China's Missiles in the South China Sea: A Threat of War
By Robert E. McCoy, Asia Times: “The South China Sea China has the potential to become a cauldron of conflict, and China is stoking the fire. By claiming perhaps as much as 90% of the South China Sea, Beijing is trampling on the rights of other nations in the region, nations whose Exclusion Economic Zones (EEZs) and national waters are being violated.”
What the Army’s Return to Large-scale Operations Means
for the Intelligence Warfighting Function
By Caroline Bechtel, Modern War Institute: “...the next war the United States fights will be far more dynamic and complex than the counterinsurgency and stability operations in which it has been heavily engaged for more than a decade and a half.”
DARPA multidomain program to focus on ‘kill webs’
(C4ISRNET) The Defense Advanced Research Projects Agency is readying a new start this summer that will focus on cross domain battle management.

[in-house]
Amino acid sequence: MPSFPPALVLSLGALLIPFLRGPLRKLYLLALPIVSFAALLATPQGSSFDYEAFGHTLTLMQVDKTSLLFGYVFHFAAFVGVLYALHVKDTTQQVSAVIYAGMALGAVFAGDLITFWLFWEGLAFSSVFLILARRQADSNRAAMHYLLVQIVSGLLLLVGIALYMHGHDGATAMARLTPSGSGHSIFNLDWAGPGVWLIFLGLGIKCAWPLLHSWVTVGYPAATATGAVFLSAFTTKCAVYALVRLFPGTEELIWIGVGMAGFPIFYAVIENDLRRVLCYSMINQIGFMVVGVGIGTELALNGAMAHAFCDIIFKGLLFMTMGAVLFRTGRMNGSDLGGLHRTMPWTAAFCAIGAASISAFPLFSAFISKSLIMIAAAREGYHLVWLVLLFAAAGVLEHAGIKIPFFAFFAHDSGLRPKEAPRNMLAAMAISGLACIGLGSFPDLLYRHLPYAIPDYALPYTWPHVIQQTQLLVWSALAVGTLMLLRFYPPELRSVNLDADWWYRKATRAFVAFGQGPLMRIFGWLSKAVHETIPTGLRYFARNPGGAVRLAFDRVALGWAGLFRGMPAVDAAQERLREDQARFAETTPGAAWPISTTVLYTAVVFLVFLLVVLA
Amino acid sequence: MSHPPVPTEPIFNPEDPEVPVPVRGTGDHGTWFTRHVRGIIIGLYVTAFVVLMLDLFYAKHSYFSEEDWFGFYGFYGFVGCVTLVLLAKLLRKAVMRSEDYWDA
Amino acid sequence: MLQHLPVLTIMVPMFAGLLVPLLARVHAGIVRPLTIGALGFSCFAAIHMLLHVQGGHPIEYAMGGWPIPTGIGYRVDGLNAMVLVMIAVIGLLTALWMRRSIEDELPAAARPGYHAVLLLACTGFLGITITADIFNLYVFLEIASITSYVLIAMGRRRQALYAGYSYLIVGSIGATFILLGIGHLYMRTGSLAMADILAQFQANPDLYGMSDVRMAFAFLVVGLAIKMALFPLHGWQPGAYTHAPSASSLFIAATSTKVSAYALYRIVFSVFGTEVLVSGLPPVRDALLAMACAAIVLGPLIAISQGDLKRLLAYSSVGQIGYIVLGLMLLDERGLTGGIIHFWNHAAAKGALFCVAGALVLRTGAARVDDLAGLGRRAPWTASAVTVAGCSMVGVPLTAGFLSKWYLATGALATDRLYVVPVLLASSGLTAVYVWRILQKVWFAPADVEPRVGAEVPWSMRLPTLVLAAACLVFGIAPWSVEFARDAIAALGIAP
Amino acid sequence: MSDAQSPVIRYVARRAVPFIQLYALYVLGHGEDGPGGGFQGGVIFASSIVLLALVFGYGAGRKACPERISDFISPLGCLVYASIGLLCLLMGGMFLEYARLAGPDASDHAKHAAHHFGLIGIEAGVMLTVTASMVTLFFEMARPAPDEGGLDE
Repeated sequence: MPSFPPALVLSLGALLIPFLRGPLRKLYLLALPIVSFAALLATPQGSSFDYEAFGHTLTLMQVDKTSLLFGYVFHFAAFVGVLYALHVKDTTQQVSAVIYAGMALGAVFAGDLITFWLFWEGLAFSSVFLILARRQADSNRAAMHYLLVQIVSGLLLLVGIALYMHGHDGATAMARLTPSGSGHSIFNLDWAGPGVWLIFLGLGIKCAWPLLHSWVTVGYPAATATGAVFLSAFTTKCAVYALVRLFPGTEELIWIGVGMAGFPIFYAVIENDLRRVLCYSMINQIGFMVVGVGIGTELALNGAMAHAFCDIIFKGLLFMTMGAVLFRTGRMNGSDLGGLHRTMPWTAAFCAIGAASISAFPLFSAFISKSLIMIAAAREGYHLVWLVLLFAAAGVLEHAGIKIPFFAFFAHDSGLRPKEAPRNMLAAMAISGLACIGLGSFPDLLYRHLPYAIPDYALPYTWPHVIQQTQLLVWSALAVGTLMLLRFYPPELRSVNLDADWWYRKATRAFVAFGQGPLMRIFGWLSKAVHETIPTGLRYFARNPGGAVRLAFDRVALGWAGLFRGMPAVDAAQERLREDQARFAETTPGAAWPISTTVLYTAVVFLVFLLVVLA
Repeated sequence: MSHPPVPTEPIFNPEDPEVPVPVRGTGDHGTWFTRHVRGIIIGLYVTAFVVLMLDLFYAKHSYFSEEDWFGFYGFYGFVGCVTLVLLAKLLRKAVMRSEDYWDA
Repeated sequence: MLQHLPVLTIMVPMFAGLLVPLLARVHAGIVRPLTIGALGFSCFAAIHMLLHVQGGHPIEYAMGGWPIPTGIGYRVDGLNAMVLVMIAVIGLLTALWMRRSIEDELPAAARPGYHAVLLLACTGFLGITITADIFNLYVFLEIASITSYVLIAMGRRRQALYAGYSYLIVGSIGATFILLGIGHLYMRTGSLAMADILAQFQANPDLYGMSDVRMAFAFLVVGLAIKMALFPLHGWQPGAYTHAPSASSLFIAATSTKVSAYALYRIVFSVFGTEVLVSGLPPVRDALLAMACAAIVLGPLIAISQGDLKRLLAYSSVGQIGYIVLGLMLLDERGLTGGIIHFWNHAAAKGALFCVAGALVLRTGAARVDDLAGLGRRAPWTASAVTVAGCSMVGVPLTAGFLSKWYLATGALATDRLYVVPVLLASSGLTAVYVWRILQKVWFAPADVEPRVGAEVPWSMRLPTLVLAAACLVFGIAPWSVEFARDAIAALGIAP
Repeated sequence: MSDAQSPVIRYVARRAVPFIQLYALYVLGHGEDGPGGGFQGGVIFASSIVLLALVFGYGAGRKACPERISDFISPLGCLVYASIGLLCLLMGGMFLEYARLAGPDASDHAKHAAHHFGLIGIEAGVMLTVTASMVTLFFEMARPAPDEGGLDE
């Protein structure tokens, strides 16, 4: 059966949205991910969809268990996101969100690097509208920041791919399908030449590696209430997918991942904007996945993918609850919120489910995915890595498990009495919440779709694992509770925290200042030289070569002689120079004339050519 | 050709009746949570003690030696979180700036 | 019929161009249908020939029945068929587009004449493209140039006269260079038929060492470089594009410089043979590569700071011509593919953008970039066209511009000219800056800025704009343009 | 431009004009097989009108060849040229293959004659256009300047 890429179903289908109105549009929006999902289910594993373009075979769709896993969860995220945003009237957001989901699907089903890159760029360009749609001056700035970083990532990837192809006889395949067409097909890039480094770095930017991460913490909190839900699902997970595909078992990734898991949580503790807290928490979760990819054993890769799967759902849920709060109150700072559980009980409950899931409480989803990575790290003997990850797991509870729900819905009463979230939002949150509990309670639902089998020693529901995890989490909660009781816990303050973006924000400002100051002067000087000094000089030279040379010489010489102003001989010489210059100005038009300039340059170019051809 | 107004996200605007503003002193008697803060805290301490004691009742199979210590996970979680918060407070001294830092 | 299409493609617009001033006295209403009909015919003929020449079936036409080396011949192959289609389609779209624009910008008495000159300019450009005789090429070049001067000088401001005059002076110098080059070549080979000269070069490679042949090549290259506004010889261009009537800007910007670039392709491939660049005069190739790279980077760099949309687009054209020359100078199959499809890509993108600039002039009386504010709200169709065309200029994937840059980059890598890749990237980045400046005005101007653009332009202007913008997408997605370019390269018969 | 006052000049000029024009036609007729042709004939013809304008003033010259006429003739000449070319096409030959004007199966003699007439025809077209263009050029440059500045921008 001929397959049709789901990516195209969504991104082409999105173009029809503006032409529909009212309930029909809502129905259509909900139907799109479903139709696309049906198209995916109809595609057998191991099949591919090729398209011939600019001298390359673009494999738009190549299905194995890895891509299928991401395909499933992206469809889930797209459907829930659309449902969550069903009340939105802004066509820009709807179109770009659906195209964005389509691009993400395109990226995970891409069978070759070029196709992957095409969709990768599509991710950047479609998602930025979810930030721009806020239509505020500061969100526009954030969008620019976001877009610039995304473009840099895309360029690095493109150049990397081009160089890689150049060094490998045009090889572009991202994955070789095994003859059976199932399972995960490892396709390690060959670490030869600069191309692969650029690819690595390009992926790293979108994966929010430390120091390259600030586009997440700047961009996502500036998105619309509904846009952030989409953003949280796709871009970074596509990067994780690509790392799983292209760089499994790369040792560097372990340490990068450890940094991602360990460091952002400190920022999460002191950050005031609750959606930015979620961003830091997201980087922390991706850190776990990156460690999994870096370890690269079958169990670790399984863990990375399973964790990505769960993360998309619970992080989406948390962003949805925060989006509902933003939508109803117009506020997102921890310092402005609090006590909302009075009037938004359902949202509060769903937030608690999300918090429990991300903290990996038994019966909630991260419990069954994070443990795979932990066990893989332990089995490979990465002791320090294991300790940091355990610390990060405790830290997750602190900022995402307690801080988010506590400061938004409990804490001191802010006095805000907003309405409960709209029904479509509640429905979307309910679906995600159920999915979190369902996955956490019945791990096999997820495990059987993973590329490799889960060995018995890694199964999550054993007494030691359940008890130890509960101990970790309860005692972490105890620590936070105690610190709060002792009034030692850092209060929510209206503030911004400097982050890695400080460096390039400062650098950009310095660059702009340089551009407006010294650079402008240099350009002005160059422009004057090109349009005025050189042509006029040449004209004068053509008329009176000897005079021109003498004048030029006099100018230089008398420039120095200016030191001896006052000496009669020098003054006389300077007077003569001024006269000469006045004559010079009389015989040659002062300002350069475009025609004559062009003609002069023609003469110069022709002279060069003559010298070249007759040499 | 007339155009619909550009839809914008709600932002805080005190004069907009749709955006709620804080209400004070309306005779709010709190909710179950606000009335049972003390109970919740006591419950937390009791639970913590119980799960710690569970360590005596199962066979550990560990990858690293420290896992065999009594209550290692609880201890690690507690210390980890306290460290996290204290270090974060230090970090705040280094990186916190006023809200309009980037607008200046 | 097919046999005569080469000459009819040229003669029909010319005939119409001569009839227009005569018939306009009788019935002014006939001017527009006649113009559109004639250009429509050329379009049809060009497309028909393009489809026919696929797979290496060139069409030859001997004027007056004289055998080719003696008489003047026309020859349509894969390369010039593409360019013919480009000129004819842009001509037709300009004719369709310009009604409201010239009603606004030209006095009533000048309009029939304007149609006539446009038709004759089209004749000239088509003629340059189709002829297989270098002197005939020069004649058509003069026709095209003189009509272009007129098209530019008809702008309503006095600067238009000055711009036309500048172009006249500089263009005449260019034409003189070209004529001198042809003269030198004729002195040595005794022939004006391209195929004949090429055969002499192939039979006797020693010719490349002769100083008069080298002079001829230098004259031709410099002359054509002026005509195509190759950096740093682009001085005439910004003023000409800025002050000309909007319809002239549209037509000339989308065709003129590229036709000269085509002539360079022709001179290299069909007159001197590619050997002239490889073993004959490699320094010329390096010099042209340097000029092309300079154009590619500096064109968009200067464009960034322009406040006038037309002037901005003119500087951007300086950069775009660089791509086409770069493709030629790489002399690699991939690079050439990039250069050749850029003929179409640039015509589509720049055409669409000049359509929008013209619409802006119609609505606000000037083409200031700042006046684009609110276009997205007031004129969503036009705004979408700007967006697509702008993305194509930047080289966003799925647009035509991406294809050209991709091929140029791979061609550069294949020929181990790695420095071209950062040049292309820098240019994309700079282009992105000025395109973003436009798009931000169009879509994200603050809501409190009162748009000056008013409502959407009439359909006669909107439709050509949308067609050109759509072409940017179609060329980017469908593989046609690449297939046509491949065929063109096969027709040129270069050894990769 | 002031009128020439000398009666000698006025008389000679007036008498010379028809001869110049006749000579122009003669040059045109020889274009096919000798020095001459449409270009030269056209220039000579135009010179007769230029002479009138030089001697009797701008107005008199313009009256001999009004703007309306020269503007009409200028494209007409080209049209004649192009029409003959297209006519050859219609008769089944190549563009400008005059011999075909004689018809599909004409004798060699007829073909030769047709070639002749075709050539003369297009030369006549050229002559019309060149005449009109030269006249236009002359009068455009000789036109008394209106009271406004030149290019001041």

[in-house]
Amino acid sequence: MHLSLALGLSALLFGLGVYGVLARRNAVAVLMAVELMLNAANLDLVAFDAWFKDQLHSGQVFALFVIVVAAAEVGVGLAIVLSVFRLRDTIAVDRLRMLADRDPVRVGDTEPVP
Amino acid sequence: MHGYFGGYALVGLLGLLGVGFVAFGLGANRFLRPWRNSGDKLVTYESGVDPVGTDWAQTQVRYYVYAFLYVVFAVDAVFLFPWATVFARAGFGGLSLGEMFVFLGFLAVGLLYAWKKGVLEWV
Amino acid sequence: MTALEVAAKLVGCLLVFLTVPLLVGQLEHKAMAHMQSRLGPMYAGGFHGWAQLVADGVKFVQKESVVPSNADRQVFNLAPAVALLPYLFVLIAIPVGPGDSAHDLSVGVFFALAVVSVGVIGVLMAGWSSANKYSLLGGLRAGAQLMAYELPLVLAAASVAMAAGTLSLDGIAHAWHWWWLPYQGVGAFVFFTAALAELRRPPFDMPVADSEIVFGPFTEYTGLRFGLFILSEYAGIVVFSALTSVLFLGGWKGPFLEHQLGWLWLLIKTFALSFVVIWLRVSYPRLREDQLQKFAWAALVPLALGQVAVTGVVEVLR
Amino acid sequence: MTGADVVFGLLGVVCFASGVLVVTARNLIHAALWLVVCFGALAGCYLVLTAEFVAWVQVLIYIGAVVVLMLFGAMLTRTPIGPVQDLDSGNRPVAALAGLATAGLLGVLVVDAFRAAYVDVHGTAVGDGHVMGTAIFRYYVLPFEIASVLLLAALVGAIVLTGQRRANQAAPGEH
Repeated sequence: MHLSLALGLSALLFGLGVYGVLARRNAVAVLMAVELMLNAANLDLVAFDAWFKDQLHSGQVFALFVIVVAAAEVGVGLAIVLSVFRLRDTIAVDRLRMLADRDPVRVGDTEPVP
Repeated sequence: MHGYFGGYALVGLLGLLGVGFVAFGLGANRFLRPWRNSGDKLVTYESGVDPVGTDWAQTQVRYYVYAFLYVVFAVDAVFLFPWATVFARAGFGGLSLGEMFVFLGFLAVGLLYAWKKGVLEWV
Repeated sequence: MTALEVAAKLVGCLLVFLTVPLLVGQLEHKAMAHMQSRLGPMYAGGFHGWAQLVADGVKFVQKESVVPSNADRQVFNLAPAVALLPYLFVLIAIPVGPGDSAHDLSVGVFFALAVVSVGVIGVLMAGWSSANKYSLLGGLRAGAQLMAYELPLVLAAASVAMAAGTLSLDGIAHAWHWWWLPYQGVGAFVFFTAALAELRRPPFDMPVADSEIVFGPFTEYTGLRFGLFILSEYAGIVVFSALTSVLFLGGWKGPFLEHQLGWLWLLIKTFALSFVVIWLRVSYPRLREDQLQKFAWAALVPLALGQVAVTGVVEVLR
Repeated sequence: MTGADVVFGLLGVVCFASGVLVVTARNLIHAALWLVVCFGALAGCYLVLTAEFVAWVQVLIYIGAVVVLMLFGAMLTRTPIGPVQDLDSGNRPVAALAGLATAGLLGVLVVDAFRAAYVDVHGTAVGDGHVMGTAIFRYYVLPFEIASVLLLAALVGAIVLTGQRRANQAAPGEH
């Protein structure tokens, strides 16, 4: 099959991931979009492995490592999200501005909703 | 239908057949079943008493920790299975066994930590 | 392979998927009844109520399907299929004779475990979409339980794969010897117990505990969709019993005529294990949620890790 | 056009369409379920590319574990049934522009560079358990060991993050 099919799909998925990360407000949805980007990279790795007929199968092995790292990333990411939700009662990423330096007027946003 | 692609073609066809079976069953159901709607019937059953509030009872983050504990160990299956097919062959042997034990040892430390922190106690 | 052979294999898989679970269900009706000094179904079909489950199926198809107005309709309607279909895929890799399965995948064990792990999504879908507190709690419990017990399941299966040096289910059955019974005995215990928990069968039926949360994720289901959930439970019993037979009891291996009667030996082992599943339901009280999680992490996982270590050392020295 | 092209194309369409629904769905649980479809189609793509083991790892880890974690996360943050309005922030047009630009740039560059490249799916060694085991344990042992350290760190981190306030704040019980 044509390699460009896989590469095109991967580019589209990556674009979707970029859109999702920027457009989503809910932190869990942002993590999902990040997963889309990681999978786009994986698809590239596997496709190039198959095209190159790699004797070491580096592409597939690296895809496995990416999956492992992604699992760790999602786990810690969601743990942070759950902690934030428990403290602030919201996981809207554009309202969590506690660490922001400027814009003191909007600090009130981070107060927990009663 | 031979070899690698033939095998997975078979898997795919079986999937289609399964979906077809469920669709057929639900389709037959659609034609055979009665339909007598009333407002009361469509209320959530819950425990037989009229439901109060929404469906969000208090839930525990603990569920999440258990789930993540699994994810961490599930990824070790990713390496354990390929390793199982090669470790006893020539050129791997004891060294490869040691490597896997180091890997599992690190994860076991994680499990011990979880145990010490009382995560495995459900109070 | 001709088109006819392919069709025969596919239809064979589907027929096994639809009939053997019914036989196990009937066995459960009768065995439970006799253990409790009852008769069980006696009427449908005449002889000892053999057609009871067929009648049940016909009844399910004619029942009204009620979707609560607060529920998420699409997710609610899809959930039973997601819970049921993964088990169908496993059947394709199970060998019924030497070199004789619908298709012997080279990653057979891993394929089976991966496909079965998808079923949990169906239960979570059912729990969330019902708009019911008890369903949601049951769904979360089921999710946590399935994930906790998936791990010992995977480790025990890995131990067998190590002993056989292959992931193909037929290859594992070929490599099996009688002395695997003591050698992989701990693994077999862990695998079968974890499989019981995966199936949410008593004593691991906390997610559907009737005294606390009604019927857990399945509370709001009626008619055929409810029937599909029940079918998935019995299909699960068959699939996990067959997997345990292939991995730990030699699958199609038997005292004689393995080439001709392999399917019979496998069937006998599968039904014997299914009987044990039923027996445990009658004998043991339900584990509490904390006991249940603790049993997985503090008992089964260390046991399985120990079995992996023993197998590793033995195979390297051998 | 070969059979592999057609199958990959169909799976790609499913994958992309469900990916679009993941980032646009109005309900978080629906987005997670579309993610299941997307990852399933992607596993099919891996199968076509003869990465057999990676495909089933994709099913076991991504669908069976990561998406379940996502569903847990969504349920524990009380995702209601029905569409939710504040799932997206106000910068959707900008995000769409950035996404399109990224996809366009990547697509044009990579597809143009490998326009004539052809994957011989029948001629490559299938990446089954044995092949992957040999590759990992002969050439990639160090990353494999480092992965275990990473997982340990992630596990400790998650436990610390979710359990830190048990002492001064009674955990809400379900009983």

The U.S. Army’s future missile defense battle manager was put to the test across long distances to prove it’s capable of playing an integral role in multi domain operations, according to Northrop Grumman, the system’s developer. - Defense News
Infrastructure Key to Successful Multi-Domain Operations
By Amy McCullough, Air Force Magazine: “The Air Force needs to give industry and academia the “basic principles and basic vision” for how it wants to conduct multi-domain operations, and then let them work independently to find the right way to make that happen.”
Tactics and the Human Factor
By Connor Love & Jeff Hubler, Modern War Institute: “Gen. Robert Brown, commander of U.S. Army Pacific, echoed this sentiment in his 2014 Human Dimension white paper: “Material solutions alone will not provide the decisive edge against the complex array of rapidly adapting threats we face.” However, here we are, four years later, with no major changes in the way we develop, train, or enhance the cognitive and social abilities of our soldiers.”
DARPA wants to connect human brains and machines
(C4ISRNET) As unmanned platforms, cyber systems and human-machine partnering become more prevalent in 21st century war fighting, the effectiveness of combat units will be determined by how quickly information can be processed and transmitted between air-breathers and machines.
DARPA to use artificial intelligence to help commanders in ‘gray zone’ conflicts